Louise Haigh called for a review of police driving laws after officers were warned by the Police Federation not to carry out emergency manoeuvres that would be illegal for any other “careful and competent” driver.
The federation has called for the law to be changed after rulings that the police should be held to the same rules as other motorists, with the exception of the speed limit, even though they are trained to a higher level. Police are allowed to ignore road traffic signals, such as red lights, if this does not endanger anyone, but there are legal concerns that this exemption is meaningless because driving a vehicle on a road always carries a risk of danger.
Writing for the Guardian, Haigh said that without changes to the law the government risked “handing over our streets to criminals”.
“[Officers] should be assessed based on their special training and circumstances, not compared to how you and I might normally drive. That, in turn, requires legislative change and for the government to stop dragging its feet,” said Haigh, who is a member of Diane Abbott’s shadow Home Office team.
“We need to have confidence that the police will enforce the law. The police need to have confidence that the law itself allows them to do so. If we don’t tackle this we will hand our streets over to criminals and it will be the poorest communities that will suffer the most.”
She said officers were at significant risk if prosecuted because their driving behaviour would be assessed on the same basis as any “competent and careful driver”; there were no specific exemptions for emergency manoeuvres beyond “disapplying” the speed limit.
“That is hampering the ability of the police to apprehend very serious offenders and take them off the streets. Bikers who have progressed well beyond petty #crime into much more serious gang-related activity, to the point where the Met police has now classified #moped-enabled crime as serious organised crime,” Haigh said.
Figures obtained under freedom of information laws show moped-enabled crime has risen 10-fold in London since 2011 to more than 5,000 incidents a year.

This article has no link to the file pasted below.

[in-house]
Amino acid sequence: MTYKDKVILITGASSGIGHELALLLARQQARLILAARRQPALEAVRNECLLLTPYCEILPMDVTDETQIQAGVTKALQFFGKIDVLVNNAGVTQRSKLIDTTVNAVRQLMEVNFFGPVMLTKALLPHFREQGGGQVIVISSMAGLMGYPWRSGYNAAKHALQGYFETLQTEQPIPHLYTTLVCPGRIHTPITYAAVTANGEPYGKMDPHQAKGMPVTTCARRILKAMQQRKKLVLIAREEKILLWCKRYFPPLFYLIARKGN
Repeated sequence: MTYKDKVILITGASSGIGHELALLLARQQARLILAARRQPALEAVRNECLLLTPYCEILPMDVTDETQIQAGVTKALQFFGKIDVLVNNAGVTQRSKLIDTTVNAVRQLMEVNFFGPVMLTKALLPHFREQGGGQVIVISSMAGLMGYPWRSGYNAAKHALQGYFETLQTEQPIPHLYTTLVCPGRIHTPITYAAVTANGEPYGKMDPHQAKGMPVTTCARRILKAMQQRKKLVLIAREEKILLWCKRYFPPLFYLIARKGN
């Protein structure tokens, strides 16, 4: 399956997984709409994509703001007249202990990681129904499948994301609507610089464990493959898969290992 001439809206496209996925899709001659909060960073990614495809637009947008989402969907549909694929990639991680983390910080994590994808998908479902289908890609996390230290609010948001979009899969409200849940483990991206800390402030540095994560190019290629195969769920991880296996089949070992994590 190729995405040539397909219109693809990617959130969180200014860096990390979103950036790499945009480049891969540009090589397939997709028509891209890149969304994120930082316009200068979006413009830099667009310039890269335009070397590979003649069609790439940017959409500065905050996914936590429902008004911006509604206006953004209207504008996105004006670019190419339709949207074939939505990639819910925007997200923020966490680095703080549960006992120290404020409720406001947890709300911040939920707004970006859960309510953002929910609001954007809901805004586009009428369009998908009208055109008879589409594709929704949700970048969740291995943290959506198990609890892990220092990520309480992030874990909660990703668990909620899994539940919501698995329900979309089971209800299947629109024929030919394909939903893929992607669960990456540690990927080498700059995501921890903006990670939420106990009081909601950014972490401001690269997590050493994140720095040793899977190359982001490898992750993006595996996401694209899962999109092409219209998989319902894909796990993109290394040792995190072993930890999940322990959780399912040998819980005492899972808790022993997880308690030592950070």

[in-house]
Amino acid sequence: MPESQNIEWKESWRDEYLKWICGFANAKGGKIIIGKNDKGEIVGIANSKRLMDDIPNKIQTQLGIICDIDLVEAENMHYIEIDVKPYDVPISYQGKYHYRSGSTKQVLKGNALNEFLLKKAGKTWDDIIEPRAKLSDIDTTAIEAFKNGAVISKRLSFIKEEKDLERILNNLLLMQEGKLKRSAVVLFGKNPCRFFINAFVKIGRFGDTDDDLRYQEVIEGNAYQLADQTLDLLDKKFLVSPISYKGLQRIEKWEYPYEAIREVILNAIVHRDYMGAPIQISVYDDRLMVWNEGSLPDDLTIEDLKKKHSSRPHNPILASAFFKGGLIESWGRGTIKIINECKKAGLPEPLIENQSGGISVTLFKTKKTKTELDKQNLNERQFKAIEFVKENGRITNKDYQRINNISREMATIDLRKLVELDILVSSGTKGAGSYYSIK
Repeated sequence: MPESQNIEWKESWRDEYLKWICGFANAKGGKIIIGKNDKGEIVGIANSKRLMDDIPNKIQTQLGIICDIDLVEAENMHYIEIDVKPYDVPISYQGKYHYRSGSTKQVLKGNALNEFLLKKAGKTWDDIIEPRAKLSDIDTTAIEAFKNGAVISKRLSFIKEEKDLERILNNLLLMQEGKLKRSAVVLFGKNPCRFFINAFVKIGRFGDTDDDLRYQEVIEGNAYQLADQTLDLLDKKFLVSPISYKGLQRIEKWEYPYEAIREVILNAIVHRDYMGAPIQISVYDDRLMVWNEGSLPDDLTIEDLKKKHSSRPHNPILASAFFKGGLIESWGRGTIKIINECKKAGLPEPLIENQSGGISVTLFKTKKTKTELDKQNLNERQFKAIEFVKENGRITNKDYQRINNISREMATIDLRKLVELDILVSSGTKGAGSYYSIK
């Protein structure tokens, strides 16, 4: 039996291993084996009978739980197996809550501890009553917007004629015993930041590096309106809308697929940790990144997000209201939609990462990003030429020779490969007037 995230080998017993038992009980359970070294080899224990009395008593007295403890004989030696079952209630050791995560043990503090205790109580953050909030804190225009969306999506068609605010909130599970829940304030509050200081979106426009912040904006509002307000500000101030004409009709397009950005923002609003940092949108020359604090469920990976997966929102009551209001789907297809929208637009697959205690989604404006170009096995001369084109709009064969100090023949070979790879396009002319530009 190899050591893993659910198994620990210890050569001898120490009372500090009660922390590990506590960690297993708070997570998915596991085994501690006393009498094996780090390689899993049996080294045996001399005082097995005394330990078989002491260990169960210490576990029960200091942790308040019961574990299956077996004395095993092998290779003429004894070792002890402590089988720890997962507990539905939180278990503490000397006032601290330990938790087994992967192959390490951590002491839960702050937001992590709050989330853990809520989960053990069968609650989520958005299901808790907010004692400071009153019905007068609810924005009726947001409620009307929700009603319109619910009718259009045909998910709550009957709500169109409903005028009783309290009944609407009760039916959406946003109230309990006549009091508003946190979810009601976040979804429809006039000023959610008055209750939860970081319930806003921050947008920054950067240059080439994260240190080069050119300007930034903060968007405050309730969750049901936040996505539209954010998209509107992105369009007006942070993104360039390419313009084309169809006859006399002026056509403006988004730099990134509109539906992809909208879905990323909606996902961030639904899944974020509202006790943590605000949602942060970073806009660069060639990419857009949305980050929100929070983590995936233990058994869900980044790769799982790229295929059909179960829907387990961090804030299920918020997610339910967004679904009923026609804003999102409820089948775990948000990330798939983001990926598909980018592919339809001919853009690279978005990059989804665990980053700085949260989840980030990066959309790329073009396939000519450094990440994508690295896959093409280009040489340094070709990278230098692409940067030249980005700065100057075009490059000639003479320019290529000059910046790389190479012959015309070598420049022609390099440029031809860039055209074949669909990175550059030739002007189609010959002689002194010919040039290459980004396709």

In June, the federation warned all of its 120,000 members in 43 force branches that emergency manoeuvres in pursuit of suspects could land them in trouble.
Tim Rogers, the federation board member for roads policing, said: “Legal advice has recently highlighted that police response and pursuit drives are, in most circumstances, highly likely to fall within the definitions of careless and/or dangerous driving. There are no exemptions to the offences of careless or dangerous driving to permit emergency driving … Officers have a sworn duty and must uphold that duty. Officers should drive in a way which is lawful and does not contravene the laws of dangerous or careless driving. Officers are advised not to undertake any manoeuvre which may well fall outside the standard of the careful and competent non-police driver.”
A Home Office spokesman said: “All emergency services, including the police, are exempt from speed limit, traffic light and sign violations when undertaking an emergency service response. However, they remain subject to the general law on motoring in the same way as members of the public – including the law on careless and dangerous driving. Decisions on the management of pursuits and response driving are an operational matter for forces.”